Extreme summer heat can be too hard on the garden plants. They need special care; just watering may not be enough to keep them cool and fruitful. Heat wave even takes toll on well-established garden plants. Fortunately, there are some simple measures you can take to protect your garden from heat and keep your garden growing. Late summer is also the time when your plants start producing crops like spinach, lettuce, kale, broccoli, carrots, radishes and beets. Hot temperature can be hard on plants as well as on gardeners to grow them; these simple techniques can help you and your crops to cope with this extreme weather.
Here Are 6 DIY Tips To Protect Your Garden In Summer
1. Watering The Plants
Watering the plants properly is essential during hot summer days. Watering the plants early in the morning and evening is best way to avoid evaporation. If you water your plants during the midday, they will evaporate before getting to the root. Deep watering is also required 2-3 times a week as it helps to strengthen the roots into the deeper and cooler layer of the soil. But during extreme hot weather, water conservation is intensified. Strive for deep watering occasionally with a soaker hose. Overhead sprinkler will also work. Mulch can prevent water access to the plant. Take care that the water reaches to the root zone.
2. Avoid Over Watering
As much as under watering can cause damage to your plant, over watering can do the same. Overwatering can lead to rotting of the root or cause it to suffer from fungal diseases. When plants are over watered continuously, it can result in growth of fungus in the soil and deprive the roots from getting oxygen.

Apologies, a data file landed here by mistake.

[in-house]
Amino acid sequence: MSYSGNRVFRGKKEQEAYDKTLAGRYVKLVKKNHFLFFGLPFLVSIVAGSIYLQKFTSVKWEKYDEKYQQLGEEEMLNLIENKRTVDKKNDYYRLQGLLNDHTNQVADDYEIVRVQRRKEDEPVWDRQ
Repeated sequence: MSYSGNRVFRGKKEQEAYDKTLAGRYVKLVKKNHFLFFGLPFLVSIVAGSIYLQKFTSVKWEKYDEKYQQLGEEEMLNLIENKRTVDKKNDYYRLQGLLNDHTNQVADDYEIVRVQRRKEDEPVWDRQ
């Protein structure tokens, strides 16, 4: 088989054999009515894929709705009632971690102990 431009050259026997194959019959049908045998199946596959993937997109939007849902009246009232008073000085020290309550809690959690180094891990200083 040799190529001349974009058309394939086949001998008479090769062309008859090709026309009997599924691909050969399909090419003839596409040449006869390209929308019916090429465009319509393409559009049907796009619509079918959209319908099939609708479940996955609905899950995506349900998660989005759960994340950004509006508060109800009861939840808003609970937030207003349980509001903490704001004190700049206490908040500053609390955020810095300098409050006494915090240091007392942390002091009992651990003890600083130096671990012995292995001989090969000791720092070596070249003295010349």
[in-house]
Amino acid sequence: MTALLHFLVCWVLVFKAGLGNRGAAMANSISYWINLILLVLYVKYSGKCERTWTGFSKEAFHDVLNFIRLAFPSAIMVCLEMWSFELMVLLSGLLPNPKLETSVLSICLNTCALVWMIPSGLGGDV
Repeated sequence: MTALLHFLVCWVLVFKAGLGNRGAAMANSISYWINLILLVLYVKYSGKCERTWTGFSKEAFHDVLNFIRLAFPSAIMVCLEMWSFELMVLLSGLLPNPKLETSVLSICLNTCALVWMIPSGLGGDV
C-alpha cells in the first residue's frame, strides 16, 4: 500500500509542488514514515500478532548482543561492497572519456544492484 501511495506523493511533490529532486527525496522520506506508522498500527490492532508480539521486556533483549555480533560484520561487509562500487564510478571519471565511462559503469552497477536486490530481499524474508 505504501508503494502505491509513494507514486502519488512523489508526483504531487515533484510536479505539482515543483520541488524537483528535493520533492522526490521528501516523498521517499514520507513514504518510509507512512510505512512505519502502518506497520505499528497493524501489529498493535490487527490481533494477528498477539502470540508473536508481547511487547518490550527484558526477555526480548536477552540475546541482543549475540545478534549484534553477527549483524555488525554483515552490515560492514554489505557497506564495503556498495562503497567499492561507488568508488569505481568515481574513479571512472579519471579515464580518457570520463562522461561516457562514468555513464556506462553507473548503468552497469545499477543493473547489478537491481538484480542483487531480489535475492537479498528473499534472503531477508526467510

3. Apply Mulch
Application of a liberal layer of mulch around the plants is a first line defense against hot summer weather. This helps to insulate plant’s roots and protect the soil from direct exposure to the sun, keeping the soil moist. It also prevents evaporation of water from the soil and reduces the need of frequent watering. Apply mulch like dry grass clippings, straw, leaves and pine needles up to 4-6 inches to save the plants.
4. Provide Shade To Your Plants
To protect your plant from extreme heat, work to increase shade, particularly during the hottest part of the day. Otherwise plants like peppers, eggplant and tomatoes can cease flowering. Shade cloths are easily available in different sizes in garden stores. You can also use a patio umbrella for a small area or row cover or any light hhtweight fabric. Sensitive plants like salad green needs more protection while vegetables like squash and beans are more heat tolerant. A shade cloth should be temporary solution and care should be taken not to enclose them, it should be positioned above the plant or from one side and cloth structure should be strong enough to withstand wind, block direct sunlight without reducing airing.
5. Heat Tolerant Plants
Some plants and vegetables like pepper, basil, tomatoes and eggplant do well when the temperature shoots up. Plant them in the sunniest part of your garden. If your garden gets plenty of full sun, then look for some heat-tolerate plants, shrubs and trees like sun flower, lavender, and sedum, Echinacea that can withstand heat and also suit your landscape.
6. Protect Your Plant From Strong Winds
Strong heat waves dry out the soil, mulch and plants, so for protecting them wind-breakers like hedge or fencing is required which can allow some air flow through without damaging the plants. It is better to shade the fence with trees or install some screen in between the plants and the fence that can block heat.
Most importantly, take all the safety precaution while gardening in the heat.